Stepan Earnings Call Transcript
April 27, 2023
Stepan Company (SCL) Q1 2023 Earnings Call Transcript
Apr. 25, 2023 2:05 PM ETStepan Company (SCL)
Q1: 2023-04-25 Earnings Summary
EPS of $0.71 misses by $0.23 | Revenue of $651.44M (-3.53% Y/Y) beats by $1.70M
Stepan Company (NYSE:SCL) Q1 2023 Results Earnings Conference Call April 25, 2023 8:00 AM ET
Luis Rojo – Vice President and Chief Financial Officer
Scott Behrens – President and Chief Executive Officer
Good morning and thank you all for joining us today to discuss our first quarter results. To begin, I will share our first quarter highlights and strategic outlook, while Luis will provide additional details on our financial results.
The company reported first quarter adjusted net income of $16.4 million. Earnings was significantly impacted by a 14% decline in volume, driven by softening market demand, delays in the startup of new low 1,4 dioxane production assets, and continued customer and channel destocking across most of our markets.
Our margins were in line with expectations despite high cost inventory carryover from the fourth quarter and increased competitive activity within certain end use markets. Despite ongoing inflationary pressures and higher cash expenses related to the construction and pre-commissioning activities of our new alkoxylation investment in Pasadena, Texas, and the startup of our new low 1,4 dioxane capacity in the US, we kept cash expenses consistent year-over-year.
For the quarter, adjusted EBITDA was $48.7 million, down $31 million versus Q1 2022, primarily driven by the decline in sales volume.
Polymers operating income was $10 million, a decrease of $4 million versus the prior year or 28%. This decrease was primarily due to an 18% decline in global sales volume, led by a 19% volume decline in rigid polyols. Lower phthalic anhydride volumes were partially offset by slightly higher specialty polyol volumes. The lower demand in rigid polyols reflects customer and channel inventory destocking and lower construction related activities.
Now turning to Polymers on slide 7. Net sales were $161 million for the quarter, a 14% decrease versus the prior year. Global volume declined by 18%, primarily due to a 19% volume decline in rigid volumes. This was partially offset by double-digit volume growth in China and mid-single digit growth in North America CASE business. The lower demand reflects customer and channel inventory destocking and lower construction-related activities.
Selling prices increased 8% primarily due to the pass-through of higher raw material and input costs. Foreign currency translation negatively impacted net sales by 4%.
Polymers operating income was $10 million, a decrease of $4 million versus the prior year. The decrease is primarily due to the 18% decline in global volume. North America and Europe results were impacted by lower volumes. Asia results improved on increased demand following the reopening of China.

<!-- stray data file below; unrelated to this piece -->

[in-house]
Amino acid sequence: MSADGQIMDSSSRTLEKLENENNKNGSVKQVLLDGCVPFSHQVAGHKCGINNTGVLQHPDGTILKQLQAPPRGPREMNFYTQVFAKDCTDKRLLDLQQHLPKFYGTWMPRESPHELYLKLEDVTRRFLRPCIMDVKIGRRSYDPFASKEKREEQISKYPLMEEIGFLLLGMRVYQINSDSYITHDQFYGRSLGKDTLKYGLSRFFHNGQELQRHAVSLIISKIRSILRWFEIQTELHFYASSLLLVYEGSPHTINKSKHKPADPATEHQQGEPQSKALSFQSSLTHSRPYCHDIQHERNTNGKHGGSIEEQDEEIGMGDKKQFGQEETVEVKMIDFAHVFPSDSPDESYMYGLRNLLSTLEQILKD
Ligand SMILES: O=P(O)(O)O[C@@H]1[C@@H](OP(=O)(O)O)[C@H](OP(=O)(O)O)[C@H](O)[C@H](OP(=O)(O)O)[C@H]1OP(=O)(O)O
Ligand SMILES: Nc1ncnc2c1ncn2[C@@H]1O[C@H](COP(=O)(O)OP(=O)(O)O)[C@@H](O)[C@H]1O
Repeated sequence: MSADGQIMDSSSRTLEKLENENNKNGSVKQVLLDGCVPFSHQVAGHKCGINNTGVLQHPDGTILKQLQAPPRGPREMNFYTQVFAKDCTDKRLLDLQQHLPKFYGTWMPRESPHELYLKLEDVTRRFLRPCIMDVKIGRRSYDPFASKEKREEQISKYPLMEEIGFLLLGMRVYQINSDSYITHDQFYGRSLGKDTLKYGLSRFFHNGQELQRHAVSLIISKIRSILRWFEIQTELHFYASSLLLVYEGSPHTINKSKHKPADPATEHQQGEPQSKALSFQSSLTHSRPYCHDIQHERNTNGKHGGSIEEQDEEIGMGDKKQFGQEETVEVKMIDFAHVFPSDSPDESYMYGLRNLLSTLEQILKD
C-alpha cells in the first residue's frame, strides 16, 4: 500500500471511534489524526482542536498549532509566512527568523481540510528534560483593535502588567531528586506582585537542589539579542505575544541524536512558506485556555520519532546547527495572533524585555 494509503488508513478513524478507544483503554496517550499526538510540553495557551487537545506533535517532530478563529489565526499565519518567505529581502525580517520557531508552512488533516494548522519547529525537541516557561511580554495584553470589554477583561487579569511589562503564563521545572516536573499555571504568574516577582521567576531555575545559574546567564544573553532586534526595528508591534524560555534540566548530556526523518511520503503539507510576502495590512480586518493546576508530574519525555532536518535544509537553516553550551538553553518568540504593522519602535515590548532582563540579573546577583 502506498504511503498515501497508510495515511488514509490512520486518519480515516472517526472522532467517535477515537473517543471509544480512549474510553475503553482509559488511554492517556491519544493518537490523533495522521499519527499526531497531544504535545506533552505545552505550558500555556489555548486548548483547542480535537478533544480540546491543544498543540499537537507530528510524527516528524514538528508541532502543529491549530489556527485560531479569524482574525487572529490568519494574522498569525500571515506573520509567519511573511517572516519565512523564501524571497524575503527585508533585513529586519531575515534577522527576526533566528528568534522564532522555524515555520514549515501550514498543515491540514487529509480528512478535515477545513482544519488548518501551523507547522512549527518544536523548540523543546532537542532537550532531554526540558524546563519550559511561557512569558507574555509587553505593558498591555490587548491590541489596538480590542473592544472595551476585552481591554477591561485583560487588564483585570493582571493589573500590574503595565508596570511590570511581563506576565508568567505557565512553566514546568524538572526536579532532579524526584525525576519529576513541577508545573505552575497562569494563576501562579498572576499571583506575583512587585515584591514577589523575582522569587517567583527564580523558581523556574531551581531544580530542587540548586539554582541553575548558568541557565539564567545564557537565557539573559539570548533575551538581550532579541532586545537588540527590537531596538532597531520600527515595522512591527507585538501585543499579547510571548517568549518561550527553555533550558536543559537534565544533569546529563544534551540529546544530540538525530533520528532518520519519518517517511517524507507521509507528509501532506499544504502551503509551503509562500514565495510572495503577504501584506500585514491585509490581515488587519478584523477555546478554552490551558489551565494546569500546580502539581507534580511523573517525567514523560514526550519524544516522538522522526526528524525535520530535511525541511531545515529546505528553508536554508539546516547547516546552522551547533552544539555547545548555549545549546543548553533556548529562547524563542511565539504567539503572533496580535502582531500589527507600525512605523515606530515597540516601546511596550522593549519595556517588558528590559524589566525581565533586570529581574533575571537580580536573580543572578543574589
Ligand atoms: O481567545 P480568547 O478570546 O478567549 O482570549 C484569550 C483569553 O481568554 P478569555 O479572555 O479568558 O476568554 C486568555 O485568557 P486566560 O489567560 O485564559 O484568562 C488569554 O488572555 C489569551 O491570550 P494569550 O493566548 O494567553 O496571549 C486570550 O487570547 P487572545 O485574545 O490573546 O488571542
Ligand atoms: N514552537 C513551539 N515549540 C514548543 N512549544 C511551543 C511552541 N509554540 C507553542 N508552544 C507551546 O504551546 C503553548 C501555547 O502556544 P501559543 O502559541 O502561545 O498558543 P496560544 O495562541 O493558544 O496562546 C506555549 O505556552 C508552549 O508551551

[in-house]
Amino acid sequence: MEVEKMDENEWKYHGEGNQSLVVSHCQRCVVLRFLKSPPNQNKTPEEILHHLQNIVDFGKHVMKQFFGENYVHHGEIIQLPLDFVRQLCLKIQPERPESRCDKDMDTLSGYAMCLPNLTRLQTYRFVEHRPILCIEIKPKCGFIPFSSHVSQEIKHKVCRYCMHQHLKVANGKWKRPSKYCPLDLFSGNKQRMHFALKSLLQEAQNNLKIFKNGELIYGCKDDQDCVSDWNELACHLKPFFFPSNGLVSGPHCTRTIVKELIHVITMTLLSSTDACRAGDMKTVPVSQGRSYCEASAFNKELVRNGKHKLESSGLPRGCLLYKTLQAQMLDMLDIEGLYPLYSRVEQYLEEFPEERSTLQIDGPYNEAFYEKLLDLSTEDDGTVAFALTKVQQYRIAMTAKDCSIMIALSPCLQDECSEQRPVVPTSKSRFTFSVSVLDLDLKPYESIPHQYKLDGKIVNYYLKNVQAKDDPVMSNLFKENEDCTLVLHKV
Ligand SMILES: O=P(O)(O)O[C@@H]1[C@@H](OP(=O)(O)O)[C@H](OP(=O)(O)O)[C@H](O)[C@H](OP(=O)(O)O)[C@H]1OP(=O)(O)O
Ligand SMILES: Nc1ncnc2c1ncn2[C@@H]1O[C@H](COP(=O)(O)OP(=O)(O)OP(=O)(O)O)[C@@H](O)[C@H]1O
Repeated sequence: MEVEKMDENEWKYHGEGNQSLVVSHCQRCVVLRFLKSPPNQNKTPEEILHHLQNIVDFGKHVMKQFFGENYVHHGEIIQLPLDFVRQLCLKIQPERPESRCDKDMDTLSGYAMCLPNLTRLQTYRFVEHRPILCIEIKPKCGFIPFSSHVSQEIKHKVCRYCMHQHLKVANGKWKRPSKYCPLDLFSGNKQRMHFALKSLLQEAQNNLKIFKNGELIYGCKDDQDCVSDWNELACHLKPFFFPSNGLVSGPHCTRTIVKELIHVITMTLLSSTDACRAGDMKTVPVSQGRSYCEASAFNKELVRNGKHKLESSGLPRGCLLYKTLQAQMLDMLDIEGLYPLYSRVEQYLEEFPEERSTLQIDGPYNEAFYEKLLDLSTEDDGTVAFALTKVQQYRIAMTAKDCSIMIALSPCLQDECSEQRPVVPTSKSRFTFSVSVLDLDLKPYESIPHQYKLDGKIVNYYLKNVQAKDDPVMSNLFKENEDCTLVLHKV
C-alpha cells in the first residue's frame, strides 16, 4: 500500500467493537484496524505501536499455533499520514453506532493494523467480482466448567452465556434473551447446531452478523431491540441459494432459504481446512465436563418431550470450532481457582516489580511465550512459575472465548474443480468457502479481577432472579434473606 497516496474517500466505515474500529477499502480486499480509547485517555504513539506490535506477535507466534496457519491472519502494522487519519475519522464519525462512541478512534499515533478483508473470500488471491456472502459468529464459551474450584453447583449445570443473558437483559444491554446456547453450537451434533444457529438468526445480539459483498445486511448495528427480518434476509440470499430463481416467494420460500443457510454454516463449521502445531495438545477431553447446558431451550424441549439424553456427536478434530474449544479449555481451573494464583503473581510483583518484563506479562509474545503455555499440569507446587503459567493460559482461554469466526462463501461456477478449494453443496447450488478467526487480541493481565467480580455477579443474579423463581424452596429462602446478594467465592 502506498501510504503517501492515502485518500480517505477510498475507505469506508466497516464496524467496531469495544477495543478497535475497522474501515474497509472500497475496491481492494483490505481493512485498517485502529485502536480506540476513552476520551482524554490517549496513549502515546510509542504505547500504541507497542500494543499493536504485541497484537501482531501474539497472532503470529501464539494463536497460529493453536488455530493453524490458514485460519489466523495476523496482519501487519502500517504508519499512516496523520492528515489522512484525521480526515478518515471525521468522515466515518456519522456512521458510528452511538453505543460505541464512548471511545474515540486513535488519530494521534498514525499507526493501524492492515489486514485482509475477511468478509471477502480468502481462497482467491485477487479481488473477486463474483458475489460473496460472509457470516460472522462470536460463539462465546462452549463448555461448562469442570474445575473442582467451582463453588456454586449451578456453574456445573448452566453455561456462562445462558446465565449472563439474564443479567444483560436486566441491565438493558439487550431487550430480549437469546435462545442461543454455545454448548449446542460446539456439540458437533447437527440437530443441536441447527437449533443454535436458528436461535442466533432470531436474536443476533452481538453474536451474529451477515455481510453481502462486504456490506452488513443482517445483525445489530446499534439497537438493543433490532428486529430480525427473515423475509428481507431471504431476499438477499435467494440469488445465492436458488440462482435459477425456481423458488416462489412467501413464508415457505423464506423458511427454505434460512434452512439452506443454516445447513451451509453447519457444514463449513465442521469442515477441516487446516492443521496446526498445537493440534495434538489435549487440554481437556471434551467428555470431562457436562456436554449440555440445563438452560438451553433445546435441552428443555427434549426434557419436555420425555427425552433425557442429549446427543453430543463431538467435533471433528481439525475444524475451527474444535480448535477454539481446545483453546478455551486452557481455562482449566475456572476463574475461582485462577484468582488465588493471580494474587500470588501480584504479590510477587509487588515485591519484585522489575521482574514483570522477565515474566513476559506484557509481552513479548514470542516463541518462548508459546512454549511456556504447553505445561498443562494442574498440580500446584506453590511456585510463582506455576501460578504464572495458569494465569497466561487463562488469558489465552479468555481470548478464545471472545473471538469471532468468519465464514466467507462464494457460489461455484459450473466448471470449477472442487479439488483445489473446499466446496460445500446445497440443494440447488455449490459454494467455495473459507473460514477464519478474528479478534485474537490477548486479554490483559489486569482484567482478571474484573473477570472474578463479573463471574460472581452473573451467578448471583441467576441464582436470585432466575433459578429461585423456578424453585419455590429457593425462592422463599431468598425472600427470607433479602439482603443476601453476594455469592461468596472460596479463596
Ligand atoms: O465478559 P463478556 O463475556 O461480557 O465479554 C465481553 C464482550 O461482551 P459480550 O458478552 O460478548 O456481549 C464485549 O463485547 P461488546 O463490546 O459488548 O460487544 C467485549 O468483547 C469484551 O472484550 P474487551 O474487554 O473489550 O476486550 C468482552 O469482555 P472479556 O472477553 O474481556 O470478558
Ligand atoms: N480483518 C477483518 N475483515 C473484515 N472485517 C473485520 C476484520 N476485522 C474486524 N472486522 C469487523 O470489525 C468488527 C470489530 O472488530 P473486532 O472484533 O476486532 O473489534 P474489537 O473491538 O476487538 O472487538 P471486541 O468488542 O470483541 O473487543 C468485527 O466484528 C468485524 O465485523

These slides describe our strategic priorities and operating principles for shareholder value creation. We believe our growth strategy is properly aligned to attractive growth vectors within our core markets, and we are committed to delivering greater productivity through efficient allocation of resources to increase value creation for shareholders.
Our customers will always remain at the center of our strategy and innovation. Our longstanding tier 1 customers value our technical capacity and the ability to manufacture and deliver quality products at the scale they need. We continue to diversify our customer base by expanding our global reach to tier 2 and tier 3 customers who highly value the technical support and services that Stepan can provide.
Insulation remains one of the most critical enablers to a more sustainable and energy efficient world. Our Polymers business continues to focus on developing the next generation rigid polyol technologies that can increase the energy efficiency and cost performance of our customers’ insulation products. We are also focused on the spray foam market as it offers attractive diversification and growth for Stepan’s polyol.
Moving to slide 11, construction on our new alkoxylation production facility in Pasadena, Texas, is approximately 25% complete and has surpassed 250,000 hours of construction without an injury. This asset will be a flexible state-of-the-art multi-reactor facility, with approximately 75,000 tons per year of annual alkoxylation capacity and will provide strategically located capacity and capability for long term specialty alkoxylate growth across our strategic growth end markets, including agriculture, oilfield, construction and household and institutional cleaning. We expect the plant to start up in the fall half of 2024.